If you are looking to buy a luxury hybrid sedan, there is really only one model that comes to mind; the Lexus ES 300h. The longtime segment-leader makes a powerful case for itself, but I continually find myself less than enthralled with the machine. When I reviewed the 2015 model I found it to be competent, comfortable and efficient, but I didn’t think that it was worth the price premium over its nearly identical sibling, the Toyota Avalon Hybrid. For 2016 the ES 300h has received a thorough refresh inside and out with new looks and improved equipment. Will this newer more attractive ES have what it takes to earn a recommendation from yours truly? We spent a week putting it through the paces to see.
The first thing you notice about the new 2016 car is the dramatically improved looks. The spindle grille has been a sticking point for a while, but Lexus has finally learned how to drape it across the nose of a car in a way that is equally aggressive and elegant. On the 2016 ES 300h, it looks gorgeous with the wide opening making the front end look lower and wider than it really is. It’s a great visual trick.
The new grille meshes will with the headlight sharp and pointed headlight housings, and the jagged chrome details that frame the fog lights and lower edges of the bumper add even more drama to the front end. Every surface finish, detail and visual flourish works to draw your eyes to the center of the car. I love it.
Moving around the car you will notice new wheel designs that complement the new nose, and the two-toned gray and silver coloring looks striking against our testers Nightfall Mica blue paint. The only problem in the visual profile of the car is that the 17-inch wheels looks a bit small for the large openings in the body. Everything else on the car is so taught and stretched visually that the wheels look proportionally inadequate.
Out back the changes are far more subtle, but still make a difference. The taillights are shaped the same, but the interplay and design of the red against the white has been altered to make the lamps look more modern and interesting. The chrome strip that splits them no features a “y” shape that embraces the innermost angled edge of the taillights, whereas the old model just draped across the top section. The bumper is sculpted just a bit deeper, and the lower valence is new.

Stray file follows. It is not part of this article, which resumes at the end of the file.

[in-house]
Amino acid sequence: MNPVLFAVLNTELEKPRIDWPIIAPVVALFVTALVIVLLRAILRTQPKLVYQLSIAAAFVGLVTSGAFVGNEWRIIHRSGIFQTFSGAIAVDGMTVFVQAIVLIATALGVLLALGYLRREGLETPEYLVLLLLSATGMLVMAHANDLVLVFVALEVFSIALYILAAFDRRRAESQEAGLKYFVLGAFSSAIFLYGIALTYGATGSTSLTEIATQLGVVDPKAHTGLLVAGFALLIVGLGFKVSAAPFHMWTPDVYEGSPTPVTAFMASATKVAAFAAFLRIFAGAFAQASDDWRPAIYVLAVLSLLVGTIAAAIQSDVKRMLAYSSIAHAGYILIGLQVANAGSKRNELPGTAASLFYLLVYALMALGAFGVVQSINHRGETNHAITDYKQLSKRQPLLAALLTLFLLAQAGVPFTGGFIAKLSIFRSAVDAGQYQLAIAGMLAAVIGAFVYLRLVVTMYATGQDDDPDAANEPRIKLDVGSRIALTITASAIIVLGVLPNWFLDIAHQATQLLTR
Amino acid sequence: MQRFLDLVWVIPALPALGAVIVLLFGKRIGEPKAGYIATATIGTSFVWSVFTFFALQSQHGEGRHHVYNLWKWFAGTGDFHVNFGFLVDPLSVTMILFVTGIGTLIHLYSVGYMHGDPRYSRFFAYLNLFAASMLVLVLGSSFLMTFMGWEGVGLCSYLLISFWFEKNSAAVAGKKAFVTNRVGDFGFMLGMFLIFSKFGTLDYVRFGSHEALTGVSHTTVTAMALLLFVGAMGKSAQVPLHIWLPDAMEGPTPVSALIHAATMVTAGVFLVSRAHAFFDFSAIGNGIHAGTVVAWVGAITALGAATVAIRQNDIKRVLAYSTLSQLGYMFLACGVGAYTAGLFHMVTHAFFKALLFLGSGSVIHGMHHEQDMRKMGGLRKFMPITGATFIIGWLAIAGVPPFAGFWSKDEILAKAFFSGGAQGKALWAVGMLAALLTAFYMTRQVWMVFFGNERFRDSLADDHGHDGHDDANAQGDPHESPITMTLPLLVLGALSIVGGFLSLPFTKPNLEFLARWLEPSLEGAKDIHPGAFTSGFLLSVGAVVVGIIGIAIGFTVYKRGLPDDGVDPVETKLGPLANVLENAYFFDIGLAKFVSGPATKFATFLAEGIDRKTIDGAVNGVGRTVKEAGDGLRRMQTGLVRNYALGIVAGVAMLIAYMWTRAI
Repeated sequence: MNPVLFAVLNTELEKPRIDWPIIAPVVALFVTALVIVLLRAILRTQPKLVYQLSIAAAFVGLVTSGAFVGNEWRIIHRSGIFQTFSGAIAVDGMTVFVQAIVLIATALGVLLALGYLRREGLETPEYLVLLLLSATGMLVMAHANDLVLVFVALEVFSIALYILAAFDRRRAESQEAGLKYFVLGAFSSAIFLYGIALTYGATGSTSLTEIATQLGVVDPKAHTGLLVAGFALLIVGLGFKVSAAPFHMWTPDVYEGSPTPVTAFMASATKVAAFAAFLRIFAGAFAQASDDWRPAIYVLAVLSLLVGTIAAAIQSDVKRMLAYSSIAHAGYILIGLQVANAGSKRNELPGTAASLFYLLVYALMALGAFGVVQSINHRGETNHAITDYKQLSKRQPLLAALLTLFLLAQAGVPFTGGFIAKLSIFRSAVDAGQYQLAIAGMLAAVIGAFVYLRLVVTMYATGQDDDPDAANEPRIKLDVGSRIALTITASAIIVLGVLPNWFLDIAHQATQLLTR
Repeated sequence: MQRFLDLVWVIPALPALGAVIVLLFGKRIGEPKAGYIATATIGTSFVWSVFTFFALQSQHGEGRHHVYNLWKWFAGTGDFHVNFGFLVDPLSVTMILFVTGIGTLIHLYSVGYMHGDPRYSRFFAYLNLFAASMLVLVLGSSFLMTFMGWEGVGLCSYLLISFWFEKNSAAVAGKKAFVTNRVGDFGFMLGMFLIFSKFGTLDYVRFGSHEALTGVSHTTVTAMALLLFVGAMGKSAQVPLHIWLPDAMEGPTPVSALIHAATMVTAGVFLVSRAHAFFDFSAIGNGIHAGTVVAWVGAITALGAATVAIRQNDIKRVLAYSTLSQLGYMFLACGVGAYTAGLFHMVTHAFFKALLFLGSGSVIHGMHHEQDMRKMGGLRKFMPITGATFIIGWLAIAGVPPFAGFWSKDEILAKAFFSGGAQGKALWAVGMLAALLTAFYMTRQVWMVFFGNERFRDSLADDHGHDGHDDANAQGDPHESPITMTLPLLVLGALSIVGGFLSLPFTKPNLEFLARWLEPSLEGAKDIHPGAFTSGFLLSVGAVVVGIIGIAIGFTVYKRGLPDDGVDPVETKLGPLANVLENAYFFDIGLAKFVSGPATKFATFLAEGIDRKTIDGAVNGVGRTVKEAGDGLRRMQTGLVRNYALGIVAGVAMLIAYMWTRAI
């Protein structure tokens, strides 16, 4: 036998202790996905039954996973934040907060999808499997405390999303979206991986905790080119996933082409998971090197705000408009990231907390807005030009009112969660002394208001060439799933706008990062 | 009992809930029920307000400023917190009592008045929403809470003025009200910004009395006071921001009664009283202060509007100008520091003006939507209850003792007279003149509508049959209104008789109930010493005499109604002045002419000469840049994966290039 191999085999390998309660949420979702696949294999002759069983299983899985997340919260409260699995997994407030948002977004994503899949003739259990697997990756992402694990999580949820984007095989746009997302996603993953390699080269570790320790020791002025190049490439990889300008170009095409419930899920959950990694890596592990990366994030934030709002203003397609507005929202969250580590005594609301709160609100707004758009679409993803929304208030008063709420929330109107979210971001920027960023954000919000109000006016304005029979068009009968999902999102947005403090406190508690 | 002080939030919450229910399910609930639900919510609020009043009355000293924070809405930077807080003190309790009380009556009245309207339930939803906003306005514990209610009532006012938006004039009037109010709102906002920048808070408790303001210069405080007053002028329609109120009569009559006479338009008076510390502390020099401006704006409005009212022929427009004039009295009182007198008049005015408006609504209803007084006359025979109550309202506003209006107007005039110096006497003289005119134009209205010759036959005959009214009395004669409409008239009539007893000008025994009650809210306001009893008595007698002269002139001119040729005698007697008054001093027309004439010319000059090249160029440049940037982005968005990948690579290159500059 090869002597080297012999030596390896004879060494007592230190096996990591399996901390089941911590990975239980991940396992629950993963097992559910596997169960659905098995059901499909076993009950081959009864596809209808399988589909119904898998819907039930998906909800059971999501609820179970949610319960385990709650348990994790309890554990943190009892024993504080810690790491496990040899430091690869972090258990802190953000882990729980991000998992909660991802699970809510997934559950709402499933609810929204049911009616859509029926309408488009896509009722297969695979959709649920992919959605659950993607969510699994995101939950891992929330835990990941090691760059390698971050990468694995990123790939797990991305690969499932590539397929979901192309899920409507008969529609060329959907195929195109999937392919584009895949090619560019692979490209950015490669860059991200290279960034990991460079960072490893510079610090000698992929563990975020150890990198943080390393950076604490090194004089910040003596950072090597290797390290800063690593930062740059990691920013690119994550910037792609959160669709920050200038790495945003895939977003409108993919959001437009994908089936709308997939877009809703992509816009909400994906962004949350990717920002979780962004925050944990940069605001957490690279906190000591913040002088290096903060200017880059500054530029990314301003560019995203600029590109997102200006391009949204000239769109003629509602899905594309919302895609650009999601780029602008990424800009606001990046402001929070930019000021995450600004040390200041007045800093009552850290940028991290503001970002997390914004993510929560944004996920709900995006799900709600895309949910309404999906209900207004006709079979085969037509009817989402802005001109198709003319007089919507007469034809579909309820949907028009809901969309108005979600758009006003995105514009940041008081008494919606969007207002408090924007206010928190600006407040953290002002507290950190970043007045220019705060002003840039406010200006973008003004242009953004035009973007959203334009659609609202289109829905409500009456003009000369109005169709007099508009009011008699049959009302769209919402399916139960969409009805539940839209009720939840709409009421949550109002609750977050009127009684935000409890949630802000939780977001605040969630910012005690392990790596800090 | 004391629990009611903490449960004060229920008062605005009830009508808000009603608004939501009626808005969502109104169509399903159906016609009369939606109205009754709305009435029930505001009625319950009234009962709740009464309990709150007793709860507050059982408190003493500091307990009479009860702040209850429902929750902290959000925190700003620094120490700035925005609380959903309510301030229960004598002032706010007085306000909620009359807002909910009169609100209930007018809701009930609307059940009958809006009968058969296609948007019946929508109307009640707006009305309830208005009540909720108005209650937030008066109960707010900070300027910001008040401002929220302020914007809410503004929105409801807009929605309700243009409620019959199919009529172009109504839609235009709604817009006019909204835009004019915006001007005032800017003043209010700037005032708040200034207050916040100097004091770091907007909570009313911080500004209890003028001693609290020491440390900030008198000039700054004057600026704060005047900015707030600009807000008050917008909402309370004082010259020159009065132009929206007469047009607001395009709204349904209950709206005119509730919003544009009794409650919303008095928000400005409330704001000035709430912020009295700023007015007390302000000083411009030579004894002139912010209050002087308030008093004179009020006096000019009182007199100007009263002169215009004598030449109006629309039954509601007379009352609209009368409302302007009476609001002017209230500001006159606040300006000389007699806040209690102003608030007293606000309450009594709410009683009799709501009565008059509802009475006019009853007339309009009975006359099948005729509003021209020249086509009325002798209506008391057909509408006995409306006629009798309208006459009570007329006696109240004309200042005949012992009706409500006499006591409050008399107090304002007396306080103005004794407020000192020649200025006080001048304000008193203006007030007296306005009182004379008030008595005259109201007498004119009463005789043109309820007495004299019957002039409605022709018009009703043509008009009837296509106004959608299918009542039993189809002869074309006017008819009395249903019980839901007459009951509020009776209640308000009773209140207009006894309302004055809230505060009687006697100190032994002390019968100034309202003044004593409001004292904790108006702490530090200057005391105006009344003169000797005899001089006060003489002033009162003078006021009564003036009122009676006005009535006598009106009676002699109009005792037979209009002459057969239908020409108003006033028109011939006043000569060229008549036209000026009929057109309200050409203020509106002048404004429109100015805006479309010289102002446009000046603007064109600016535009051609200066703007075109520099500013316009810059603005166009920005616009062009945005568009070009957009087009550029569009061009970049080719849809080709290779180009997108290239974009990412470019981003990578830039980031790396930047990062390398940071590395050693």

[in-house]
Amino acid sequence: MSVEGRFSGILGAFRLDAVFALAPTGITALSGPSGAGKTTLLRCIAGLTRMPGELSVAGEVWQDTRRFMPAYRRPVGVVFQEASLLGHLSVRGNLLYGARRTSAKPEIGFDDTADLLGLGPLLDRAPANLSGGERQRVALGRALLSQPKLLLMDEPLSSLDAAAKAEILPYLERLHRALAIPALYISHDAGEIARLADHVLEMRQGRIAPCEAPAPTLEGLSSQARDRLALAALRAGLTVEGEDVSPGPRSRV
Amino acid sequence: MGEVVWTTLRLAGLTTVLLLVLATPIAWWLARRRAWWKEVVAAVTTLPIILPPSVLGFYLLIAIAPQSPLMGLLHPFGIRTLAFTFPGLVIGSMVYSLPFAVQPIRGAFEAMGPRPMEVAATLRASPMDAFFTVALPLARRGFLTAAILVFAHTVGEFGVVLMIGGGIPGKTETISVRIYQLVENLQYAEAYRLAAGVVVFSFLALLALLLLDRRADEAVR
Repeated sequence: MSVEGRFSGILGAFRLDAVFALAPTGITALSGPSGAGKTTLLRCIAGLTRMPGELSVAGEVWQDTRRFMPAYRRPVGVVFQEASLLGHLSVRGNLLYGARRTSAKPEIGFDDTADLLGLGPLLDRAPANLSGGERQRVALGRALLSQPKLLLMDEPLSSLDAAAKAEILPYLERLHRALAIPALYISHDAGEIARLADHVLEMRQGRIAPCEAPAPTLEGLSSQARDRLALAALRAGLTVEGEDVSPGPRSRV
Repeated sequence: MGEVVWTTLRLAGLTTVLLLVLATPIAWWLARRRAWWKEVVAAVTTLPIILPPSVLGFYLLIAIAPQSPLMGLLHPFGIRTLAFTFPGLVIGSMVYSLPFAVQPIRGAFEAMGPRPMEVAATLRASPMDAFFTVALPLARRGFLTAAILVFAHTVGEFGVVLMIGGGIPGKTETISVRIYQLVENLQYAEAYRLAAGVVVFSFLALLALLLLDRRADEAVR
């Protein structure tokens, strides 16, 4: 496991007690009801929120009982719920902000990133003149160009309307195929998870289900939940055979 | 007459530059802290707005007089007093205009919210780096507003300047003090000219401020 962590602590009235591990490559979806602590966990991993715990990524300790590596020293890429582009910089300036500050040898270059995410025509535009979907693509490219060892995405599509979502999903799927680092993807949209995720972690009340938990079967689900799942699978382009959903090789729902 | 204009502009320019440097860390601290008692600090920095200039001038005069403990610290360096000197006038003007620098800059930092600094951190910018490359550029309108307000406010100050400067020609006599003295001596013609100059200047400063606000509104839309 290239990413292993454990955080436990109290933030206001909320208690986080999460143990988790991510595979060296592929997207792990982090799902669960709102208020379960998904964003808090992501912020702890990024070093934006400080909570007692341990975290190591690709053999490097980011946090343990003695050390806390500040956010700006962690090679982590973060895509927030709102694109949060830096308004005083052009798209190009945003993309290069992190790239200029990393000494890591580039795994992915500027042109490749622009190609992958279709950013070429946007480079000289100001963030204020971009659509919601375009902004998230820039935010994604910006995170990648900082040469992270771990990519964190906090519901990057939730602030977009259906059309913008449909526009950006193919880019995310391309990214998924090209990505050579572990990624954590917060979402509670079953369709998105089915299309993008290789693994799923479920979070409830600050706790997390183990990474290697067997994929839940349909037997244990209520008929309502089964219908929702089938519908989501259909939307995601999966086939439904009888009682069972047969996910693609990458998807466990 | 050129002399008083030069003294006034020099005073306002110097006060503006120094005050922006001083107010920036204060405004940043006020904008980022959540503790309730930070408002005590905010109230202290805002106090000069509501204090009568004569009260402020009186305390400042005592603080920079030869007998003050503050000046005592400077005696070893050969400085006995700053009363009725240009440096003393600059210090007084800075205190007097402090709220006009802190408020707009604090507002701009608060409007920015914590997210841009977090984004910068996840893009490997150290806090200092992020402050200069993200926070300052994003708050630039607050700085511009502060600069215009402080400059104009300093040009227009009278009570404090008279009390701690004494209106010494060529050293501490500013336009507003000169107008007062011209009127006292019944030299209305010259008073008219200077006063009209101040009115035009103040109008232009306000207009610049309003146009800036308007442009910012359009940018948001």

Inside things look largely similar, but there are some very important and distinctive changes that make the cabin look more luxurious and current.
Gone is the tacky gated automatic shifter, replaced with the new corporate unit that features a leather boot and a more ergonomically shaped knob to top it all off. The steering wheel has also been altered. The new unit is a little more sculpted and the layout of the controls a touch more intuitive. The shape and padding of the center has also been refined to look a bit nicer and more luxurious as well. The final major change involves the surface finishing for its wood trim. The old ES had all of its wood trim finished in a thick glossy clear coat that would have looked right at home in a 1960s Cadillac. The new car has a soft matte finish that is much more contemporary. It is also nicer to the touch.
Aside from the improved looks inside and out, there is actually very little that has changed for the new ES 300h. It still hides the same 2.5-liter four-cylinder motor and electric hybrid system under the hood. It still makes the same 200 horsepower, and it still has the same 40 mpg fuel rating.
This is where things start to go south for me in regards to recommending the new ES. The looks are a dramatic improvement, and the interior alterations, while very minor, make a big difference in regards to overall perceived quality and luxury. That said, without improving the driving dynamics it is still incredibly hard to recommend the ES 300h over the Avalon Hybrid. You lose a bit of leather, you lose a small bit of technology, and you lose that Lexus badge on the nose, but otherwise these two cars are almost identical.
When you consider that our ES 300h carries an MSRP of $51,164 and you can sang an Avalon Hybrid Limited with every option for less than $44,000, it is a hard argument to make. Now let there be no mistake about this, the Lexus ES 300h is still the best car in that particular niche segment, but it’s not $6,000 better than it’s platform-mate the Avalon. There are lots of people out there who would gladly pay for that extra bit of wood and that big badge emblazoned across the nose, but I am not one of them.